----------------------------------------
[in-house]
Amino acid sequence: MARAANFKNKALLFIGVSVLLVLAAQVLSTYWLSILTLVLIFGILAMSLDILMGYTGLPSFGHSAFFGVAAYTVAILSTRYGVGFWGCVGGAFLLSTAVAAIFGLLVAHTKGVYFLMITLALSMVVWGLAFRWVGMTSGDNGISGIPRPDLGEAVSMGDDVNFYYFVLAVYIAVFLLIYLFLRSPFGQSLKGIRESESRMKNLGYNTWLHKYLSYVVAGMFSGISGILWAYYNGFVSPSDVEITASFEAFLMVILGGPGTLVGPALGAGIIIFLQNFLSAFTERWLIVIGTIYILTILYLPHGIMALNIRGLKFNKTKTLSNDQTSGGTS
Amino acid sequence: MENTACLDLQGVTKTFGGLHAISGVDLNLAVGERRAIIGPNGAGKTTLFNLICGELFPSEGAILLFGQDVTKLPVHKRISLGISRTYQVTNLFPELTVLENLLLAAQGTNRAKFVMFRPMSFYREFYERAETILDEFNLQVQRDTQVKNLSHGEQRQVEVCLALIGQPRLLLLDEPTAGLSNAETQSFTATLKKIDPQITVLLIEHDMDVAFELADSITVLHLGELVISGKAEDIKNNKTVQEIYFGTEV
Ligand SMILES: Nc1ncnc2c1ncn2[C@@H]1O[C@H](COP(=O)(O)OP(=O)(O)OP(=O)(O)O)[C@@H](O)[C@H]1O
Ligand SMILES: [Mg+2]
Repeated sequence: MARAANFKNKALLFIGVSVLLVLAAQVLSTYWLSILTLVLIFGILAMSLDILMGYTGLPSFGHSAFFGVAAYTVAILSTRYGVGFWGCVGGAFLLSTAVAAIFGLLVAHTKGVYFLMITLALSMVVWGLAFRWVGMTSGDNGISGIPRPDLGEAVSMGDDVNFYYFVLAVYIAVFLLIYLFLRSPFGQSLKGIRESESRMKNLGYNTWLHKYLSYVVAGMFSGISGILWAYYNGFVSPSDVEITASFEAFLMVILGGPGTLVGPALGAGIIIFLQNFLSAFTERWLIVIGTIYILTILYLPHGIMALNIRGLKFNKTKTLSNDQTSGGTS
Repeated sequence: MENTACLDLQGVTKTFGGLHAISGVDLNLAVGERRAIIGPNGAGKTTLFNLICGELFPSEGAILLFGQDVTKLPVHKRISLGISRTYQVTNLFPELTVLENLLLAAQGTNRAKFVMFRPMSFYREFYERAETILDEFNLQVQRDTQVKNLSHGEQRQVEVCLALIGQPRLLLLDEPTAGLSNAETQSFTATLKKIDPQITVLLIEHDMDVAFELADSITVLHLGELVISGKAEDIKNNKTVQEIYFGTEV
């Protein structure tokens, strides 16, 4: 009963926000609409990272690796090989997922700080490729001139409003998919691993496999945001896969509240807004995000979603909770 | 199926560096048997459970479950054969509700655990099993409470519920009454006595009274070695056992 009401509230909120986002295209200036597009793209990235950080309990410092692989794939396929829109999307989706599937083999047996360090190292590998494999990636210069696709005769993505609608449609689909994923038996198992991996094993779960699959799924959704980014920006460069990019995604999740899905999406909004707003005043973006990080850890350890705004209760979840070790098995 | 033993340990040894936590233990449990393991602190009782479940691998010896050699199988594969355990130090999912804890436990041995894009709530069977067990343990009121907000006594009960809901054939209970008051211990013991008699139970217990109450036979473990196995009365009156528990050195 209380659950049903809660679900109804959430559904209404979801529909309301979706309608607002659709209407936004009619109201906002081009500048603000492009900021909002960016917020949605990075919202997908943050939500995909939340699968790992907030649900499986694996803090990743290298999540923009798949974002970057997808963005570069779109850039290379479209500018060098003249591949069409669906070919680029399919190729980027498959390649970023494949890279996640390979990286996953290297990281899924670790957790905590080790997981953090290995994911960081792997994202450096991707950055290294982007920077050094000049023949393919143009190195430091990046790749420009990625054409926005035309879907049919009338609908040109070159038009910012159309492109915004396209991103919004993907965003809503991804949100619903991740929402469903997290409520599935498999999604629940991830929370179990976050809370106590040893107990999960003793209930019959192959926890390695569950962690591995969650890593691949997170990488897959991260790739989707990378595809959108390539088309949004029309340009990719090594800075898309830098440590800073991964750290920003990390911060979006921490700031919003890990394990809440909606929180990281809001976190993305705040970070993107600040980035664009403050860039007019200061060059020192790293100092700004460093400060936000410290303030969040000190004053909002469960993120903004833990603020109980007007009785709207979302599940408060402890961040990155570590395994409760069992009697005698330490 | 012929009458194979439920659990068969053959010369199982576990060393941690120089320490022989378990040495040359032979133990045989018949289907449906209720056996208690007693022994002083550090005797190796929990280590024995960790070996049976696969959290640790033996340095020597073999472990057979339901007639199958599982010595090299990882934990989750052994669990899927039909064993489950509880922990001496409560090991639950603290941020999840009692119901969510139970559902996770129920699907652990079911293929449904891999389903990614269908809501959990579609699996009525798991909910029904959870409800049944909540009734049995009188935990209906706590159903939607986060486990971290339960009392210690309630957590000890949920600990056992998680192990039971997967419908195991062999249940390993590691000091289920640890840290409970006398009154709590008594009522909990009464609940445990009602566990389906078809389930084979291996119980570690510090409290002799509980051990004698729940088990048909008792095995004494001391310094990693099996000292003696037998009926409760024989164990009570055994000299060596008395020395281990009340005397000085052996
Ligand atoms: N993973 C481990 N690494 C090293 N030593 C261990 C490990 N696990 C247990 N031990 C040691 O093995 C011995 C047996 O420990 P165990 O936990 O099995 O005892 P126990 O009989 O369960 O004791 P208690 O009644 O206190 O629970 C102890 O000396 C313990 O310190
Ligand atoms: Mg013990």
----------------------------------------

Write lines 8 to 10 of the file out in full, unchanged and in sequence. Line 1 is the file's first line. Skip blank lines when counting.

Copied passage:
């Protein structure tokens, strides 16, 4: 009963926000609409990272690796090989997922700080490729001139409003998919691993496999945001896969509240807004995000979603909770 | 199926560096048997459970479950054969509700655990099993409470519920009454006595009274070695056992 009401509230909120986002295209200036597009793209990235950080309990410092692989794939396929829109999307989706599937083999047996360090190292590998494999990636210069696709005769993505609608449609689909994923038996198992991996094993779960699959799924959704980014920006460069990019995604999740899905999406909004707003005043973006990080850890350890705004209760979840070790098995 | 033993340990040894936590233990449990393991602190009782479940691998010896050699199988594969355990130090999912804890436990041995894009709530069977067990343990009121907000006594009960809901054939209970008051211990013991008699139970217990109450036979473990196995009365009156528990050195 209380659950049903809660679900109804959430559904209404979801529909309301979706309608607002659709209407936004009619109201906002081009500048603000492009900021909002960016917020949605990075919202997908943050939500995909939340699968790992907030649900499986694996803090990743290298999540923009798949974002970057997808963005570069779109850039290379479209500018060098003249591949069409669906070919680029399919190729980027498959390649970023494949890279996640390979990286996953290297990281899924670790957790905590080790997981953090290995994911960081792997994202450096991707950055290294982007920077050094000049023949393919143009190195430091990046790749420009990625054409926005035309879907049919009338609908040109070159038009910012159309492109915004396209991103919004993907965003809503991804949100619903991740929402469903997290409520599935498999999604629940991830929370179990976050809370106590040893107990999960003793209930019959192959926890390695569950962690591995969650890593691949997170990488897959991260790739989707990378595809959108390539088309949004029309340009990719090594800075898309830098440590800073991964750290920003990390911060979006921490700031919003890990394990809440909606929180990281809001976190993305705040970070993107600040980035664009403050860039007019200061060059020192790293100092700004460093400060936000410290303030969040000190004053909002469960993120903004833990603020109980007007009785709207979302599940408060402890961040990155570590395994409760069992009697005698330490 | 012929009458194979439920659990068969053959010369199982576990060393941690120089320490022989378990040495040359032979133990045989018949289907449906209720056996208690007693022994002083550090005797190796929990280590024995960790070996049976696969959290640790033996340095020597073999472990057979339901007639199958599982010595090299990882934990989750052994669990899927039909064993489950509880922990001496409560090991639950603290941020999840009692119901969510139970559902996770129920699907652990079911293929449904891999389903990614269908809501959990579609699996009525798991909910029904959870409800049944909540009734049995009188935990209906706590159903939607986060486990971290339960009392210690309630957590000890949920600990056992998680192990039971997967419908195991062999249940390993590691000091289920640890840290409970006398009154709590008594009522909990009464609940445990009602566990389906078809389930084979291996119980570690510090409290002799509980051990004698729940088990048909008792095995004494001391310094990693099996000292003696037998009926409760024989164990009570055994000299060596008395020395281990009340005397000085052996
Ligand atoms: N993973 C481990 N690494 C090293 N030593 C261990 C490990 N696990 C247990 N031990 C040691 O093995 C011995 C047996 O420990 P165990 O936990 O099995 O005892 P126990 O009989 O369960 O004791 P208690 O009644 O206190 O629970 C102890 O000396 C313990 O310190
Ligand atoms: Mg013990």